Just like my mother makes it.
Back home, in Romania, we had to cook with the seasons. During summer time, there was an abundance of fresh produce to choose from and to cook with. And I’m not talking only about the farmers’ markets. Even in our small garden we would have veggies like salad, tomatoes, cucumbers, peppers, lots of herbs and even fruits like apples, figs (yum!), cherries, sour cherries, plums and all sorts of berries. But during the harsh winters, among mountains of snow, in the land where the Black (salty) Sea would freeze overnight (no kidding), diversity was nil. Zero. Non-existent. Super clever people, such as my dear mother, would thus preserve fruits and veggies at the end of each summer to have and to
hold eat all throughout winter.
Roasted eggplants were some of the veggies she would preserve, frozen. And she would use them to make this wonderful traditional roasted eggplant salad that I’ve been eating and loving since I was little.
It’s very easy to make and does not require any special tools (it is even easier if you have a blender, but works equally well with a wooden spoon). It has a soft and creamy texture that makes the dish quite addictive. There wasn’t a time I made this that there were any next-day-leftovers. No matter how much I would make!
To make 1 serving I used:
1 eggplant 1/2 small onion, finely minced 1-2 TBSP fresh lemon juice 1 tsp mustard 1/5 cup mild extra virgin olive oil sea salt, to taste freshly ground black pepper, to taste fresh parsley, to serve
Poke the eggplant with a fork several times and simply roast it until the peel gets slightly burned and the flesh is soft. Roasting the eggplant can be done in several ways, depending on how you like to roast your veggies: on a hot stove, on an open flame, on the BBQ (this is how we made it), on hot coals or in the oven. Temperature and time differs according to the size of the eggplant. Roughly, for a medium sized one, it should take around 30 to 45 minutes in a hot oven at 200C. What is important is to turn the eggplant on all sides to ensure even cooking and, as previously mentioned, to poke it with a fork before cooking it, to let the steam and juices out.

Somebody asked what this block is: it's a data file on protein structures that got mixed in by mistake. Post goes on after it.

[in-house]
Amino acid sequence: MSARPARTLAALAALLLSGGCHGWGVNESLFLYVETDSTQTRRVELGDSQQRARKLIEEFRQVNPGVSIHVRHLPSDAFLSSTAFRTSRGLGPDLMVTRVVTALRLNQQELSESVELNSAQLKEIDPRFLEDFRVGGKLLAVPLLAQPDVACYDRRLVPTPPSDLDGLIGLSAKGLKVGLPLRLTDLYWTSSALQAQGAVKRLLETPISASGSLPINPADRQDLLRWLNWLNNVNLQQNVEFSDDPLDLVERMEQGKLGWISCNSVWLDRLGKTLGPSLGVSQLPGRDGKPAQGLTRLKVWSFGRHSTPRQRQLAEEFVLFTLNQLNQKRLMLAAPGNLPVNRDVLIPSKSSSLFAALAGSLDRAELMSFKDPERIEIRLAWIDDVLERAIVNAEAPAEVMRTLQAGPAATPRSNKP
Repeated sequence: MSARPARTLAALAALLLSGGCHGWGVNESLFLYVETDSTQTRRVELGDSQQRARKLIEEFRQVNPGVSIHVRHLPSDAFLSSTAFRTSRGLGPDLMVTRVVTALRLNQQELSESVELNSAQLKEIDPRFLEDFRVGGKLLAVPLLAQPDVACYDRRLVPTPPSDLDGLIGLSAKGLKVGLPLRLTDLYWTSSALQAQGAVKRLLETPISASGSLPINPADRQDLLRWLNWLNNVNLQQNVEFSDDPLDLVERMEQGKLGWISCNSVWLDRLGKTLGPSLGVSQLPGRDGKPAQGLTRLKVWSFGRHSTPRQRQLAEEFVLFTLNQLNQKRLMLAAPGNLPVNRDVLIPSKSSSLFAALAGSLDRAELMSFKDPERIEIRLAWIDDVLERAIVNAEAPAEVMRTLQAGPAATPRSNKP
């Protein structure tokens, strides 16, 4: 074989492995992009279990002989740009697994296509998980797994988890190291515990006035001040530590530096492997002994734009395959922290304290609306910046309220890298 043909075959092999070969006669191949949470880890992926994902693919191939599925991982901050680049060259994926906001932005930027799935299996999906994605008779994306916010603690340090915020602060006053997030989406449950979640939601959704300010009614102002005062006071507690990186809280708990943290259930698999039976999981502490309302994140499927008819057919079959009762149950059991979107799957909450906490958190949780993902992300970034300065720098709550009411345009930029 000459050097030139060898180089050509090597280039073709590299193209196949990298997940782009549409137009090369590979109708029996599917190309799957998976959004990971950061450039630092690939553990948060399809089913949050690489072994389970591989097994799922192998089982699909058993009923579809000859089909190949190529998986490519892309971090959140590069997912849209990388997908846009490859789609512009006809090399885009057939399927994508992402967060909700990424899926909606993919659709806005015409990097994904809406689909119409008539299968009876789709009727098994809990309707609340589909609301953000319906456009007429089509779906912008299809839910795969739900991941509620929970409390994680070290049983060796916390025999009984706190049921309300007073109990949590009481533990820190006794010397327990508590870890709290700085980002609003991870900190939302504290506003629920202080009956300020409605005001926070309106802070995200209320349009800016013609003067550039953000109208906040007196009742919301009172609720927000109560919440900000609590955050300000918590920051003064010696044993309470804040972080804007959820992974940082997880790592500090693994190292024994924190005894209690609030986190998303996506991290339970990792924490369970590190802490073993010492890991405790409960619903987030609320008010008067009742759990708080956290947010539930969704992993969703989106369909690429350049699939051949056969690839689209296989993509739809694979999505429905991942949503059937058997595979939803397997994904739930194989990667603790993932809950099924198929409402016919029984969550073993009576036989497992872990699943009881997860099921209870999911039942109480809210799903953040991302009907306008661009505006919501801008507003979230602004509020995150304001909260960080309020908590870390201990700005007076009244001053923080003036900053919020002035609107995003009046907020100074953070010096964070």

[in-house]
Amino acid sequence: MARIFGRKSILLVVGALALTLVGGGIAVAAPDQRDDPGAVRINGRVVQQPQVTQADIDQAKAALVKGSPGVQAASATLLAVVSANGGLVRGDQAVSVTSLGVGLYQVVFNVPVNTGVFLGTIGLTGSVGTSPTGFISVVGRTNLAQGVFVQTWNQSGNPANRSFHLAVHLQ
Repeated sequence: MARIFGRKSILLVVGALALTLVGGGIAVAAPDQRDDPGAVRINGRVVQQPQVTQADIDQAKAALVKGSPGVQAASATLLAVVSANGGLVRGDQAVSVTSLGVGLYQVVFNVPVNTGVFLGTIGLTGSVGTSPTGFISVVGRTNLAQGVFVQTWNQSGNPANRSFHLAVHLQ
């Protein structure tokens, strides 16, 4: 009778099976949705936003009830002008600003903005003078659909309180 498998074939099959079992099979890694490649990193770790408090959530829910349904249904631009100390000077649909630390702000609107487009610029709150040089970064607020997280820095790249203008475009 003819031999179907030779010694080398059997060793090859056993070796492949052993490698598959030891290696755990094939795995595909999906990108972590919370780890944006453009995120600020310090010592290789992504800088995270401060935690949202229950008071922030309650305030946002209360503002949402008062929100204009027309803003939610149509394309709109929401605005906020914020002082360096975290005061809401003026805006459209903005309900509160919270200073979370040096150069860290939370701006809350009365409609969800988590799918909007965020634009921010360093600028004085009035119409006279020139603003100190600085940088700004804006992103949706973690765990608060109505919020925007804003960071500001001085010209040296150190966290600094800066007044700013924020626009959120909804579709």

Once it’s done, place it in a bowl and leave it covered for 10 to 15 minutes. ‘Steaming’ it like this will help to peel it more easily. Once peeled, chop it finely, put it in a bowl and, using a wooden spoon, mix it with the onion, lemon juice, mustard, salt and pepper. Add olive oil a bit at a time, mixing continuously.
Now grab your spoon, some freshly baked bread and dive in! Serve with fresh parsley and/or thin slices of shallots or red onion. And chili in our case (we have everything with chili!).